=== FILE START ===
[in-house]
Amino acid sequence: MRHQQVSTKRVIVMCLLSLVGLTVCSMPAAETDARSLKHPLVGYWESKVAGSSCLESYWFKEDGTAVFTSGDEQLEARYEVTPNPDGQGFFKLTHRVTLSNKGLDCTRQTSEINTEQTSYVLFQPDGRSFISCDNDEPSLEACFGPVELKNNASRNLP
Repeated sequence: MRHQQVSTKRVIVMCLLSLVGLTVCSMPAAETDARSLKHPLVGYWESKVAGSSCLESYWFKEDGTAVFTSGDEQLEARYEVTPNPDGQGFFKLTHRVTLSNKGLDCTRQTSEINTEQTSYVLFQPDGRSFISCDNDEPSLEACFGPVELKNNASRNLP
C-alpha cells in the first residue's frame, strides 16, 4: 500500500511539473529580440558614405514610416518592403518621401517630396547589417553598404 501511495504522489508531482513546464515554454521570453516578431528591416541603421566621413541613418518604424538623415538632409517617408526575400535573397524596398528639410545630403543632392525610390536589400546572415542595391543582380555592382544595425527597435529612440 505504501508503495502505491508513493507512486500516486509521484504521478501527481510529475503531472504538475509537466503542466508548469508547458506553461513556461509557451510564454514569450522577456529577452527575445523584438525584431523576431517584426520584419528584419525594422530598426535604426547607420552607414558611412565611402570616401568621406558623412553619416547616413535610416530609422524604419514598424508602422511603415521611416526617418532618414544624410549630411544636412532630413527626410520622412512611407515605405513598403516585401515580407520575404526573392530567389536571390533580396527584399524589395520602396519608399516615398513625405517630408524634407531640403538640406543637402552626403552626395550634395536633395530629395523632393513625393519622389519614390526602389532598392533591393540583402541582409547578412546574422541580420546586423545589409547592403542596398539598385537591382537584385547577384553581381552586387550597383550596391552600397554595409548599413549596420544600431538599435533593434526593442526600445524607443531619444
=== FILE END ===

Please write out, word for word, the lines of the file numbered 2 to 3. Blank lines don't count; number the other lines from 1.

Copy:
Amino acid sequence: MRHQQVSTKRVIVMCLLSLVGLTVCSMPAAETDARSLKHPLVGYWESKVAGSSCLESYWFKEDGTAVFTSGDEQLEARYEVTPNPDGQGFFKLTHRVTLSNKGLDCTRQTSEINTEQTSYVLFQPDGRSFISCDNDEPSLEACFGPVELKNNASRNLP
Repeated sequence: MRHQQVSTKRVIVMCLLSLVGLTVCSMPAAETDARSLKHPLVGYWESKVAGSSCLESYWFKEDGTAVFTSGDEQLEARYEVTPNPDGQGFFKLTHRVTLSNKGLDCTRQTSEINTEQTSYVLFQPDGRSFISCDNDEPSLEACFGPVELKNNASRNLP